Confirmation 3: I/we acknowledge that all session authors/presenters have read and agree to the ASIS&T Annual Meeting Policies found at https://www.asist.org/am21/submission-types-instructions/
Topics: Social Media and Social Computing
Keywords: Content moderation, hate speech classification, political discussion, YouTube comment, political orientation

Content Moderation of Speech in Political Discussions

Yisi Sang, Lizhen Liang, Jeffrey Stanton

Syracuse University, USA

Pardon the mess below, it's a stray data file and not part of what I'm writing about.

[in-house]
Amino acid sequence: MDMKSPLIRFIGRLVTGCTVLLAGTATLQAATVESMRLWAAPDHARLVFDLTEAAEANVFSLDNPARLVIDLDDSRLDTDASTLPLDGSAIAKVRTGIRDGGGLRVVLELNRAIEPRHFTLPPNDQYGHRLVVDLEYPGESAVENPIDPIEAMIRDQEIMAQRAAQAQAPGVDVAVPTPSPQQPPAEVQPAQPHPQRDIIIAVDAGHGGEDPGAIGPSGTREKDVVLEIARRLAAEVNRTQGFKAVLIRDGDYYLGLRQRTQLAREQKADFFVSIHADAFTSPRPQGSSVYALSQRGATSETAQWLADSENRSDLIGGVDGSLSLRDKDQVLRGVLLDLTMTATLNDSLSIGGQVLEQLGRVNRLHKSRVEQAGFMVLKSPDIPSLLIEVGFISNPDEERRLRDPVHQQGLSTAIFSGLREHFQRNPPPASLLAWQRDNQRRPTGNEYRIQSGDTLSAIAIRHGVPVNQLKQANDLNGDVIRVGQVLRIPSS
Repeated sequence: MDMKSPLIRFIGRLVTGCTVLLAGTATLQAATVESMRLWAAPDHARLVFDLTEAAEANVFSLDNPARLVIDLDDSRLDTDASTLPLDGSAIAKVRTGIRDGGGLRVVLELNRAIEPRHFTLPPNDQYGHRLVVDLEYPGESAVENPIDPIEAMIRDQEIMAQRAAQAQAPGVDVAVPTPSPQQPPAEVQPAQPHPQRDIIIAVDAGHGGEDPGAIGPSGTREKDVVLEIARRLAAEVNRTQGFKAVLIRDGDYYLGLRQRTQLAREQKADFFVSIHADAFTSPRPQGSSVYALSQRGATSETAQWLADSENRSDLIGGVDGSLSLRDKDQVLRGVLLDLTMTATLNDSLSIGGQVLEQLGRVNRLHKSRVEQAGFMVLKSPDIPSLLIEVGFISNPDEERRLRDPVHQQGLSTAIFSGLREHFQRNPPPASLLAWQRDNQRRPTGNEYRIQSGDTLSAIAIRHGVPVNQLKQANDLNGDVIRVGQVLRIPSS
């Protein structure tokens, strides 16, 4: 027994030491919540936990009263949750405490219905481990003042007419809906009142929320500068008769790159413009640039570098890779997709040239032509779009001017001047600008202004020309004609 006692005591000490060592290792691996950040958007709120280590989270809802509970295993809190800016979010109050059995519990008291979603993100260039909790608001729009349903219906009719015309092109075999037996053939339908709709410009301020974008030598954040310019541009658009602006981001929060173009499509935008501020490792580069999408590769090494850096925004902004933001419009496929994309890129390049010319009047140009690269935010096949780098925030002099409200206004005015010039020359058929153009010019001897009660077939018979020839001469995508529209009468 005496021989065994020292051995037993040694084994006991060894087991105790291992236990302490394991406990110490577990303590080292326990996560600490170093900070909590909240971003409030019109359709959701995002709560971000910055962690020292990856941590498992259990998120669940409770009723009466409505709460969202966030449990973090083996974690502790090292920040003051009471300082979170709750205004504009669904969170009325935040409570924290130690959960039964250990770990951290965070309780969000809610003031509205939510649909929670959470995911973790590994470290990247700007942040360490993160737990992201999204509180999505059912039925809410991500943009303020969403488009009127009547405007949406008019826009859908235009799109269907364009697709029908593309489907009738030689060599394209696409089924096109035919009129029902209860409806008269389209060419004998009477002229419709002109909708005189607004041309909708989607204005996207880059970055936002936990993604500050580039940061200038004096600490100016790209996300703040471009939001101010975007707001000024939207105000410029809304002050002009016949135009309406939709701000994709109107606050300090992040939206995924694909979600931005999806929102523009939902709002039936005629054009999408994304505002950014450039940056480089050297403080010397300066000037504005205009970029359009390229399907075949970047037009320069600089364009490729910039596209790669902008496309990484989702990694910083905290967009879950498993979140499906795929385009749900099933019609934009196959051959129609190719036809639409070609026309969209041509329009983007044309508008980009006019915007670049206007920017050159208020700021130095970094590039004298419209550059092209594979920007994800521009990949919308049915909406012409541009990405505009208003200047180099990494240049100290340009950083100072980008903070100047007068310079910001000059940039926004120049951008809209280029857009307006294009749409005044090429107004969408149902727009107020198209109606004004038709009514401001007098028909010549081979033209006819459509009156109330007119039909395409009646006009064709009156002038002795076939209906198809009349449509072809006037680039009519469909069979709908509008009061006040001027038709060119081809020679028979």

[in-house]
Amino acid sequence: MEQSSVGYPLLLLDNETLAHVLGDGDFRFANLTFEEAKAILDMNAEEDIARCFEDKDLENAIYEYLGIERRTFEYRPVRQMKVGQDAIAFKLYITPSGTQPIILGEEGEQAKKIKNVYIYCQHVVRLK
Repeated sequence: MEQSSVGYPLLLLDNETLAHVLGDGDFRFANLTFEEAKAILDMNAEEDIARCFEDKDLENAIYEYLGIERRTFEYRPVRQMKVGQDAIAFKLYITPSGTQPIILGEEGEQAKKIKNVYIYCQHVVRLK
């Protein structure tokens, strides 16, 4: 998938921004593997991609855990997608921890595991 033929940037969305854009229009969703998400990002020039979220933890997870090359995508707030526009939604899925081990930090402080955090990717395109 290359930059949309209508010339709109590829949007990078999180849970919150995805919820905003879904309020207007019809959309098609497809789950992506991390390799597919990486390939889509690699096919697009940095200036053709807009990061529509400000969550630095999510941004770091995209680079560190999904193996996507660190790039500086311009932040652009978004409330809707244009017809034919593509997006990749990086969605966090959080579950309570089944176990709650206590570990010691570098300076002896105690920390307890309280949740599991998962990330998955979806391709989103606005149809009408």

Social media platforms have been hailed as “politically disruptive communication technologies'' (Hong & Nadler, 2012). Individuals express opinions and engage with politicians, the press, and each other on social media, sometimes using offensive language (Rossini et al., 2020). Content moderation has been adopted by many social media platforms to screen and evaluate offensive speech. In the present study we trained offensive speech classifiers to analyze offensive speech examples by integrating three archival datasets. We then used the trained classifier to examine a large body of comments about YouTube videos posted during the 2018 midterm election cycle. This provided information on the prevalence of various kinds of offensive comments and the pattern of content moderation used by YouTube. We also examined comment negativity using data from offensive speech lexicons. Our results showed systematic variance in the prevalence of speech topics depending upon the political orientation of the content. Language use was significantly different between left and right-leaning videos for comments related to sexism.